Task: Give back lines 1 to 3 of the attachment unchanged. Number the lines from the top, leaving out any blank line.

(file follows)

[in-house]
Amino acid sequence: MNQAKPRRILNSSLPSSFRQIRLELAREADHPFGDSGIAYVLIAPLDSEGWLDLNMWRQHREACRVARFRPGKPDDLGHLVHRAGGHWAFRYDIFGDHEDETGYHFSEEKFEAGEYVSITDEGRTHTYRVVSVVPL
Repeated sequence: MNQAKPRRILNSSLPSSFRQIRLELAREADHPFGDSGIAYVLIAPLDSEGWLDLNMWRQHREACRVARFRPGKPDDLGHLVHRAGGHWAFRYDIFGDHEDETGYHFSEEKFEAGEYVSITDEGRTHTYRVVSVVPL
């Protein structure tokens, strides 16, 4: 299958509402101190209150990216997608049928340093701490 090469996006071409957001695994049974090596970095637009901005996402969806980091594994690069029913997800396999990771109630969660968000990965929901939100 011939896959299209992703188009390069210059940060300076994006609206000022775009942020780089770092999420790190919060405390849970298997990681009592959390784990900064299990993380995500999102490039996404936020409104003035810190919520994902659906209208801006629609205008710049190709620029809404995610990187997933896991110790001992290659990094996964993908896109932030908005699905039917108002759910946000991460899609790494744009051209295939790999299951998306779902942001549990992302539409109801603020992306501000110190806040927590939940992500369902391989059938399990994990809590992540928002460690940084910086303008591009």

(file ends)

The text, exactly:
[in-house]
Amino acid sequence: MNQAKPRRILNSSLPSSFRQIRLELAREADHPFGDSGIAYVLIAPLDSEGWLDLNMWRQHREACRVARFRPGKPDDLGHLVHRAGGHWAFRYDIFGDHEDETGYHFSEEKFEAGEYVSITDEGRTHTYRVVSVVPL
Repeated sequence: MNQAKPRRILNSSLPSSFRQIRLELAREADHPFGDSGIAYVLIAPLDSEGWLDLNMWRQHREACRVARFRPGKPDDLGHLVHRAGGHWAFRYDIFGDHEDETGYHFSEEKFEAGEYVSITDEGRTHTYRVVSVVPL